Family Matters: When I Was Miri
What is in a name? For one woman, her nickname represents a slowly fading era and a childhood that spanned the worlds of German immigrants and American Jewry.
When I became a grandmother, I struggled with what I wanted to be called. I knew it wouldn’t be grandma or nana. No one in my family used those terms.
As the American-born daughter of German Jewish Holocaust refugees, I called my grandmothers oma, the German affectionate term for grandmother. But now my son and daughter use that moniker for my mother, and so I settled for omi. My 5-year-old granddaughter, Chana, manages to keep the two names straight. What she hasn’t noticed is that my mother refers to me as Miri, the German diminutive of Miriam and my childhood nickname.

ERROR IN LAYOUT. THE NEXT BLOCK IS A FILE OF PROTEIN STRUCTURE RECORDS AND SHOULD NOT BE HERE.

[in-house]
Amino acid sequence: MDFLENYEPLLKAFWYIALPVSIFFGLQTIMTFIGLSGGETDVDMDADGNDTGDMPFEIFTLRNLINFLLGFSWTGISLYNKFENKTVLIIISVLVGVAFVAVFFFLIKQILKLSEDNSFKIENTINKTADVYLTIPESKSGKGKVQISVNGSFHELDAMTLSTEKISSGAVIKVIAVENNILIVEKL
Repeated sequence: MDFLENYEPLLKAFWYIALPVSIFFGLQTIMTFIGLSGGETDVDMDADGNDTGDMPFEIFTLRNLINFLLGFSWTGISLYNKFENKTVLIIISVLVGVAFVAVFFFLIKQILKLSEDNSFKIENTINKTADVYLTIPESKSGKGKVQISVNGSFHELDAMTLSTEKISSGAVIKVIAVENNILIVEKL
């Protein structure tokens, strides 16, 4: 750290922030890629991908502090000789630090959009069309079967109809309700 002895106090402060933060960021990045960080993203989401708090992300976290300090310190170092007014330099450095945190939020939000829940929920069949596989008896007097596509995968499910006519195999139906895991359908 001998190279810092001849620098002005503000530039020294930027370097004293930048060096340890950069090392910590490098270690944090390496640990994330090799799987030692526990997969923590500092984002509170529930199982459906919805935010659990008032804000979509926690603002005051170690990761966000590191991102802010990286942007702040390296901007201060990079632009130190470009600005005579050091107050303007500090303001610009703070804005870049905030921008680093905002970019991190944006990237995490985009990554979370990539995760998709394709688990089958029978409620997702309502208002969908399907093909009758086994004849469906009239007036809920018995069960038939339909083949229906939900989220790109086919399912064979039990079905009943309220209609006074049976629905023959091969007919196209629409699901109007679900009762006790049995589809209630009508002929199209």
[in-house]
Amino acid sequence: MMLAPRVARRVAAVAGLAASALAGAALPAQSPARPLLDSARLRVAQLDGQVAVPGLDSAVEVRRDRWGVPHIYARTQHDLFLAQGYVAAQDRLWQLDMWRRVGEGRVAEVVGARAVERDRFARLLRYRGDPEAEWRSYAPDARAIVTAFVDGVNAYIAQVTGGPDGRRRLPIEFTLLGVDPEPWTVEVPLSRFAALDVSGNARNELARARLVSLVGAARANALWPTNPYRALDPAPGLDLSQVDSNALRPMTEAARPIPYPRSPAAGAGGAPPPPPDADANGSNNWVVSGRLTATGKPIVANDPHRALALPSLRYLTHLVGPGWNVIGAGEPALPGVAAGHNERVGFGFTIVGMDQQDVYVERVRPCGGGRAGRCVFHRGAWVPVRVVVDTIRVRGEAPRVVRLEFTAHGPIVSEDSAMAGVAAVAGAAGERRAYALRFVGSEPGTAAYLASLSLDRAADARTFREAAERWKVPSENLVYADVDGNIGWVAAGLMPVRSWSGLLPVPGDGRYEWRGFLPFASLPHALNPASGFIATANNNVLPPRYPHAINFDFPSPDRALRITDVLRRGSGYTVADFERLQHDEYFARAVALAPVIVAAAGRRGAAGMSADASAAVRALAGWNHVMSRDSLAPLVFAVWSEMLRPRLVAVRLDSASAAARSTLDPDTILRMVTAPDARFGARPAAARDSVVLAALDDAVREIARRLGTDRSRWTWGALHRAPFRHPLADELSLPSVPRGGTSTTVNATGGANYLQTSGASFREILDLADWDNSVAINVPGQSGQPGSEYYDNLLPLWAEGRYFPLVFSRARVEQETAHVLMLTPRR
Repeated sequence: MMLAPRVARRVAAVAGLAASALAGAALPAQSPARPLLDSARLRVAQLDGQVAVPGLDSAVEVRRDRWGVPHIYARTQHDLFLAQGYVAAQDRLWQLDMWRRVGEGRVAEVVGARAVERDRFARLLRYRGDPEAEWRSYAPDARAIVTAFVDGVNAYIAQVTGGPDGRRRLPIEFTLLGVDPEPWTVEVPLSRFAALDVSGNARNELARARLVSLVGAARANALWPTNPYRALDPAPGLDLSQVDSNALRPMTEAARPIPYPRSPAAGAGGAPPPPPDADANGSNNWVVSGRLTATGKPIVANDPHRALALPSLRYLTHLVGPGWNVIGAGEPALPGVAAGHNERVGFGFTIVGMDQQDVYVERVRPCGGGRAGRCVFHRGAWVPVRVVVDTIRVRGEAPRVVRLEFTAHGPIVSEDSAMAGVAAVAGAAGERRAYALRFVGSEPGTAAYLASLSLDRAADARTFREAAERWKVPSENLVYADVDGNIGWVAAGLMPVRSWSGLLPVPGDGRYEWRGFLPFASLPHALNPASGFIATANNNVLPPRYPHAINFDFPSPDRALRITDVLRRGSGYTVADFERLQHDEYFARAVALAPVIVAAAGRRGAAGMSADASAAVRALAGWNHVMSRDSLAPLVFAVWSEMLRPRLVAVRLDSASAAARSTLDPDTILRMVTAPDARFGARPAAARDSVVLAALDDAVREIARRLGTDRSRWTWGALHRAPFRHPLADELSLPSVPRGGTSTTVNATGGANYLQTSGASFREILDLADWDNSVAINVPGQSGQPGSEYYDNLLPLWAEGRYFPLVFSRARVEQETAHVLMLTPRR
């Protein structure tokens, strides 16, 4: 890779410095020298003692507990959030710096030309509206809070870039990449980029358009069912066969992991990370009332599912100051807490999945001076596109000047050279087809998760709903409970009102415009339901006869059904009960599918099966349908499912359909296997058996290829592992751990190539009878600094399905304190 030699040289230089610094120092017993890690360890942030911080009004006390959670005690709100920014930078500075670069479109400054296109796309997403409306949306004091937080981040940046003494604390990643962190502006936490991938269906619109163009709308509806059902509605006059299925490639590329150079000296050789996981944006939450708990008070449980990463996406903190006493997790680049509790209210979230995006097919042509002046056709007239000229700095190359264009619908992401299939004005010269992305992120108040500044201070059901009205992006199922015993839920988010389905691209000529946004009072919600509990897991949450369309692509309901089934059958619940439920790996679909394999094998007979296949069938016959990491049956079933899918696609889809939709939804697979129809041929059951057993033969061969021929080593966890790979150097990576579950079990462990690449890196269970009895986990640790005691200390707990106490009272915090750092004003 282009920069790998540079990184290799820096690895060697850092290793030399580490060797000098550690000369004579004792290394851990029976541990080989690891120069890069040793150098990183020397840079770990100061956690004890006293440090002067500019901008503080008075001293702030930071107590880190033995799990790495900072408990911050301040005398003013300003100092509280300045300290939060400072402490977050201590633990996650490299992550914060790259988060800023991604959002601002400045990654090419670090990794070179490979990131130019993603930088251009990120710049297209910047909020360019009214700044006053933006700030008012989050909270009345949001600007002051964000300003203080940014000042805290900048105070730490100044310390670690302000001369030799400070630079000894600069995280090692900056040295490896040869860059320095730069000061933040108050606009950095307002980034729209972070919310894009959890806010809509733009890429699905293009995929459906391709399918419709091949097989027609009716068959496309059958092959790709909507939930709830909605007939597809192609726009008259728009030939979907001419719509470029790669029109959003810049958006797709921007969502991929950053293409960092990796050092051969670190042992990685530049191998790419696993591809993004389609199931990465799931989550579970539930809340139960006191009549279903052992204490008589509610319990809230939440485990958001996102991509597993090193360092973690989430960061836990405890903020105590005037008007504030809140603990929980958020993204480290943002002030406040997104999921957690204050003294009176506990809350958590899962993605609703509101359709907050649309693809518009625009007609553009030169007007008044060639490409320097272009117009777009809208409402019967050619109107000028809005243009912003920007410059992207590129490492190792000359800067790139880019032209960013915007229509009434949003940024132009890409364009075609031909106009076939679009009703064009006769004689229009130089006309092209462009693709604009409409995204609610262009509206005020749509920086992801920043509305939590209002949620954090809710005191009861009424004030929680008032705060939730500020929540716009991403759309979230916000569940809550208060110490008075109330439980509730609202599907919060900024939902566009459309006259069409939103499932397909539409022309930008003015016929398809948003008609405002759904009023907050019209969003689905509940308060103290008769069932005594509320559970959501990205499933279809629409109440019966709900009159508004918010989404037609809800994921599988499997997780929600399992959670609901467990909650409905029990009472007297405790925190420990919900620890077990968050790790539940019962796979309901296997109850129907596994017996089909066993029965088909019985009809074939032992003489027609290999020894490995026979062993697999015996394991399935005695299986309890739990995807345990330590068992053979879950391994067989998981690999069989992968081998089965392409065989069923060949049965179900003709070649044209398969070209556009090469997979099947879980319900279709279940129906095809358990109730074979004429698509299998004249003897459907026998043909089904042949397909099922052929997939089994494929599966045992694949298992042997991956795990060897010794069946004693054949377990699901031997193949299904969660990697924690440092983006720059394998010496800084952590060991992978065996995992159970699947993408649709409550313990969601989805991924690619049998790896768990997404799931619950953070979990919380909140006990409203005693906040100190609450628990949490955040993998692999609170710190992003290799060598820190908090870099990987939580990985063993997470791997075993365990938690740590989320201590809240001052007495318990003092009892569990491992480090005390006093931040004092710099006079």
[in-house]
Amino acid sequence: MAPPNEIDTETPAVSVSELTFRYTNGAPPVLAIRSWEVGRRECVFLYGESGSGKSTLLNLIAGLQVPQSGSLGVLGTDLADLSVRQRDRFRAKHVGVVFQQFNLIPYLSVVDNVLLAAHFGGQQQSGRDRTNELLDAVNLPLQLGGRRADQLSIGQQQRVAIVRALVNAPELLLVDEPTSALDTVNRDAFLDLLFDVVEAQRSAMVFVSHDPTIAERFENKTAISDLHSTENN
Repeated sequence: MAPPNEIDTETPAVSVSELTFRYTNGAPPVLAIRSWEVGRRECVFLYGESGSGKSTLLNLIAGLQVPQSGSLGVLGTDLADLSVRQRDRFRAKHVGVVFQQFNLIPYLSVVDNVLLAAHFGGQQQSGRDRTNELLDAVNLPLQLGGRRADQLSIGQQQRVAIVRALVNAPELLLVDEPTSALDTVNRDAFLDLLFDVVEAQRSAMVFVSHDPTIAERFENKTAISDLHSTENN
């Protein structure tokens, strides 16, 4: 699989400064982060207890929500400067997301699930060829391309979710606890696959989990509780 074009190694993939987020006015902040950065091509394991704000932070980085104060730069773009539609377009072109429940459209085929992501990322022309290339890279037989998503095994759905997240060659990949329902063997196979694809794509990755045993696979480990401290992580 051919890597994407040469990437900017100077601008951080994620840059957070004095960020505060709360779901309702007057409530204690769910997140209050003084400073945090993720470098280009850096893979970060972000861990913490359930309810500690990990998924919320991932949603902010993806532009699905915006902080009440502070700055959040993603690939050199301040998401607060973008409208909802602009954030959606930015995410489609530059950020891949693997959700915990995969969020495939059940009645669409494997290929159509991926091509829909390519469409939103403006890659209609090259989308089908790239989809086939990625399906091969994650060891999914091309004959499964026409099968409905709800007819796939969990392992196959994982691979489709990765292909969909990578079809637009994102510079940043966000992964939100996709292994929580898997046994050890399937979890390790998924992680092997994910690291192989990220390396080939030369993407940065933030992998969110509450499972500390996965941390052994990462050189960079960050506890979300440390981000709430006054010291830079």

Not many people call me Miri anymore. When my American-born husband affectionately says Miri, he does not get the German guttural consonants quite right. My German-speaking relatives in the United States and Israel refer to me as Miri. When I hear it pronounced correctly, I feel that I belong.
Close friends and colleagues don’t even know that Miri is my other name, one that symbolizes my life growing up in parallel worlds in Boston in the 1940s and 1950s. It was a life in two different communities, German Jewish immigrant and American, with diverse customs and values that seemed to converge in me. I was aware of the differences on so many levels, from the German custom of setting the table with the teaspoon above the plate to hesitancy about speaking up to a landlord, challenging his authority.